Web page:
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Main Street | Study Guide

Sinclair Lewis

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Main Street | Quotes


Main Street is the climax of civilization.

Narrator, Preface

This interesting statement in the preface of the novel sets the tone for the entire book. The narrator (and the author) intend to use Main Street to satirize the provincialism and narrow-mindedness of small-town America.


She was a woman with a working brain and no work.

Narrator, Chapter 7

With this observation, the narrator explains the dispiriting situation endured by many intelligent women of the early 20th century. With no work or activities to challenge their minds, these women felt trapped.


The dollar-sign has chased the crucifix clean off the map.

Miles Bjornstam, Chapter 10

Miles Bjornstam, the cynical critic of Gopher Prairie, is commenting on the materialism of the town, where financial gain has become more important than religion or morality.


Had she actually believed that she could plant a seed of liberalism in the blank wall of mediocrity?

Narrator, Chapter 11

After trying to steer the Thanatopsis Club toward more meaningful topics and intelligent discussion, Carol realizes the members are not open to change. She gives up, and votes for the bland and meaningless topics they have chosen.


We want a more conscious life. We're tired of drudging and sleeping and dying.

Carol Kennicott, Chapter 16

Carol is voicing the frustrations of women, minority groups, immigrants, and others who are told to wait patiently for reform, even if it means putting off progress until the next generation.


In Gopher Prairie, it is not good form to be holy except at a church, between ten-thirty and twelve on Sunday.

Narrator, Chapter 18

When Carol tries to help people see aspects of the divine in art and nature, she realizes the townspeople's narrow minds cannot understand anything but the most literal meaning of the word holy.


In the plodding course of her life there was nothing changed, and nothing new.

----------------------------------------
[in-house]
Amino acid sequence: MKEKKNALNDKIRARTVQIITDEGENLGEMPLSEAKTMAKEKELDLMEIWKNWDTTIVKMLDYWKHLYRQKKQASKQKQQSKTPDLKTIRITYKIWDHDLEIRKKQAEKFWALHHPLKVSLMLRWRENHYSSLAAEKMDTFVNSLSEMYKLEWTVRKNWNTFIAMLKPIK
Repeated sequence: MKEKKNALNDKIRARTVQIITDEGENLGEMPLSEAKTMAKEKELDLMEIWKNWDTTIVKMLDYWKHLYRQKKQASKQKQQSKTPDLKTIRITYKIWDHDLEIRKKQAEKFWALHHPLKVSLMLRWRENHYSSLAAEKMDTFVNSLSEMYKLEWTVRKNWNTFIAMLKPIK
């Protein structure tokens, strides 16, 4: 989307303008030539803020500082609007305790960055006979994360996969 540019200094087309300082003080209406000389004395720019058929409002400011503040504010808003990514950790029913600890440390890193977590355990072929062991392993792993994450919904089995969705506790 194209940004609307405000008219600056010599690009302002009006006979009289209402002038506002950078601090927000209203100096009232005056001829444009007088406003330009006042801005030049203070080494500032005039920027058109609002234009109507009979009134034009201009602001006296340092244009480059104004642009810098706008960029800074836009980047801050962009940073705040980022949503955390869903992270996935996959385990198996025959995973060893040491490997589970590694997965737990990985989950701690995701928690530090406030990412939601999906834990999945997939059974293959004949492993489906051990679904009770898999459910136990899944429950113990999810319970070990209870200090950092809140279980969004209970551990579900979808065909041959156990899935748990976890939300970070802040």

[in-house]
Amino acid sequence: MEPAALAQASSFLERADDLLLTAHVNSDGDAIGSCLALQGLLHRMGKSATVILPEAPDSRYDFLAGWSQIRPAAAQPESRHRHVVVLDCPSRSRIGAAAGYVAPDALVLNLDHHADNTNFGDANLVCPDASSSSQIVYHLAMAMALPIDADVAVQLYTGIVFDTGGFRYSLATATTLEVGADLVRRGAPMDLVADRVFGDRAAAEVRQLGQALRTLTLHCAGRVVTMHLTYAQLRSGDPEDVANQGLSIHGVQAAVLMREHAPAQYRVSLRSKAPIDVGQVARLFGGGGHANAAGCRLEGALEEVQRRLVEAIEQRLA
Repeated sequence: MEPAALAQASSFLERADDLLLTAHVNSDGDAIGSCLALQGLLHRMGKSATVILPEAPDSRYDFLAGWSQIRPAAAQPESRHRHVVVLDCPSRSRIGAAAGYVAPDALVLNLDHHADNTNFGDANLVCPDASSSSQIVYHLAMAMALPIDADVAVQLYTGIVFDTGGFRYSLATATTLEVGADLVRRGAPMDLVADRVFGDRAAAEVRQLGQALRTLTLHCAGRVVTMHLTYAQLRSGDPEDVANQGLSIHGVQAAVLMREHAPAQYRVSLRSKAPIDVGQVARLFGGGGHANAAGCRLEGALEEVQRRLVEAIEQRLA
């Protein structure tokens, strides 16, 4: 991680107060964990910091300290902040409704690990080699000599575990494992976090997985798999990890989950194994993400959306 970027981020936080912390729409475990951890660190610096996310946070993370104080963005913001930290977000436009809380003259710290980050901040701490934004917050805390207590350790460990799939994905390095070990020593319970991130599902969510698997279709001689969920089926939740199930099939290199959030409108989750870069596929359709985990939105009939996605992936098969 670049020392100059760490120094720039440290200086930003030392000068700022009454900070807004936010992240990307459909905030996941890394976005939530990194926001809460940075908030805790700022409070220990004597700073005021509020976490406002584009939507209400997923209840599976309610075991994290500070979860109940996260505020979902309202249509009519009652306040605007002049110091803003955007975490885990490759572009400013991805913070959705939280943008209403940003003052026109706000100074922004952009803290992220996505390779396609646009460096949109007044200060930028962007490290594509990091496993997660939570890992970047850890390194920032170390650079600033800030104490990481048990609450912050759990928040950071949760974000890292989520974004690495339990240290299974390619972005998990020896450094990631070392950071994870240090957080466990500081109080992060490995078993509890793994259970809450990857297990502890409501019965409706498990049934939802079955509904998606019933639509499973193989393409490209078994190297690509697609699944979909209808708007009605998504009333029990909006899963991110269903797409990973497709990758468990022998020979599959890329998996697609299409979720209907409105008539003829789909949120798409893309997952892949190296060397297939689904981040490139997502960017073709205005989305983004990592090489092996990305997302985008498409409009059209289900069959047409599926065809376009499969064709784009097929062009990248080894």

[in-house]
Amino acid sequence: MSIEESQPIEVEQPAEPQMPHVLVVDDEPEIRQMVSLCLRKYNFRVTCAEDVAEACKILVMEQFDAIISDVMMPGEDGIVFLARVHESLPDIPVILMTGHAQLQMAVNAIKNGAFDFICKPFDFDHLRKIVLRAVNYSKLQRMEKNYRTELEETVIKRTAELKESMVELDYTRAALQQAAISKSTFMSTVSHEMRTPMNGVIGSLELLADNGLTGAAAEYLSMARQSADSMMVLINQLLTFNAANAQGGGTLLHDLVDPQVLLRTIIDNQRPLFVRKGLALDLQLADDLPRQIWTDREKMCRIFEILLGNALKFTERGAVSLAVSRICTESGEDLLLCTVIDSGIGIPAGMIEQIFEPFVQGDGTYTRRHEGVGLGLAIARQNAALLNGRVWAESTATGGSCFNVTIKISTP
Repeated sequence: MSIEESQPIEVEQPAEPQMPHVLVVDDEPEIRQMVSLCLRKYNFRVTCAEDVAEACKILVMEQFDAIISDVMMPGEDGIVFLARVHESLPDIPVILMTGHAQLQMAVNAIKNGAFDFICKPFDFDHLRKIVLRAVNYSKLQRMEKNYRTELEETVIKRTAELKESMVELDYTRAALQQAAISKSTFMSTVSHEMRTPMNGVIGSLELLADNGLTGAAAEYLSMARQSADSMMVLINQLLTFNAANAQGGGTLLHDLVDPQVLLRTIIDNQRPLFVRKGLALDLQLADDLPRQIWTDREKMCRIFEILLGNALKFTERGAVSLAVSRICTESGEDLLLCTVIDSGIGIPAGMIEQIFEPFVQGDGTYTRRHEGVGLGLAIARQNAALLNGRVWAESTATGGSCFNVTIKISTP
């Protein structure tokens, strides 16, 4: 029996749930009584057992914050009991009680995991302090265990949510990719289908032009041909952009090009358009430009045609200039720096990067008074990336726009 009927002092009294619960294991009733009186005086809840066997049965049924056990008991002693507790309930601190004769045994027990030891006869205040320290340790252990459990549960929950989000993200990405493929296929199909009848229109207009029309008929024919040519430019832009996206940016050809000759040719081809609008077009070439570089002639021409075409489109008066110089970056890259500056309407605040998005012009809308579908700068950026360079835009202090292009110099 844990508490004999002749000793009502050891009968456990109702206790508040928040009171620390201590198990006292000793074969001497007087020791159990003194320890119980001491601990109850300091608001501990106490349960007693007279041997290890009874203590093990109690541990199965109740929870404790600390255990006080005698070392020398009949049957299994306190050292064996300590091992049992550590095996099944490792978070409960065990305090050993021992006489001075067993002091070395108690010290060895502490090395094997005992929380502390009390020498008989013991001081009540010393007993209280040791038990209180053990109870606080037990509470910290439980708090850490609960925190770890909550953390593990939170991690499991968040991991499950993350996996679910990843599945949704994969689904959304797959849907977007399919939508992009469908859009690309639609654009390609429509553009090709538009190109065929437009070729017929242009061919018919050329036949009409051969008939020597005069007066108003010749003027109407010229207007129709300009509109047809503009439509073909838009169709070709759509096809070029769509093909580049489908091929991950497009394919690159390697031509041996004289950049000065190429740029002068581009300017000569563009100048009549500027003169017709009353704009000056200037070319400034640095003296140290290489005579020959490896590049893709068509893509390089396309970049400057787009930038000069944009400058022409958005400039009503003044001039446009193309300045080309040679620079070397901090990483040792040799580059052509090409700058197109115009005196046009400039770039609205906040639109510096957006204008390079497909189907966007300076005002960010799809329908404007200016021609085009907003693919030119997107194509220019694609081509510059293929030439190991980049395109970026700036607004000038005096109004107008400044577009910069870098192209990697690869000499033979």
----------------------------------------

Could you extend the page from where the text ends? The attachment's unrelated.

Narrator, Chapter 19

After several attempts to introduce reform, Carol dully realizes nothing in the town or in her life will ever change.


It ... is the contentment of the quiet dead ... It is slavery self-sought and self-defended. It is dullness made God.

Carol Kennicott, Chapter 22

These images are used by Carol to describe the attitudes found in small towns, and the reasons intelligent young people are fleeing to the cities.


Go and play till the Good People capture you!

Carol Kennicott, Chapter 29

When Erik Valborg hints that he might be willing to settle for a more traditional life, Carol fears the town is trampling his dreams and ambitions just as it destroyed hers. She is urging Erik to resist the efforts of the townspeople to make him conform to their standards.


Think how much better you can criticize conventional customs if you yourself live up to them, scrupulously.

Vida Sherwin, Chapter 31

Vida is advising Carol she must live up to certain standards and rules before she can change them. Carol understands what Vida is saying: they must abide by the very rules they disagree with.


How well they would make up for what they had been afraid to do by imagining it in another!

Carol Kennicott, Chapter 32

Carol bitterly observes that people tend to satisfy their own unfulfilled desires by believing others are guilty of them.


There's nothing in this town that you don't do in company with a whole lot of uninvited but awful interested guests.

Will Kennicott, Chapter 33

After finding Carol with Erik, Will warns Carol that there are no secrets in Gopher Prairie and that she is naive if she believes otherwise.


Oh, we're hopeless, we dissatisfied women!

Carol Kennicott, Chapter 36

After arguing with Will about the rights of women, Carol expresses her dissatisfaction in this sarcastic comment.


I've never excused my failures by sneering at my aspirations.

Carol Kennicott, Chapter 39

Carol is saying that even when she fails, she does not regret the dreams that made her try to achieve something.


I may not have fought the good fight, but I have kept the faith.

Carol Kennicott, Chapter 39

With this statement, Carol is telling her husband and herself that even though she may be more accepting of Gopher Prairie, she has never given up her own ideals.

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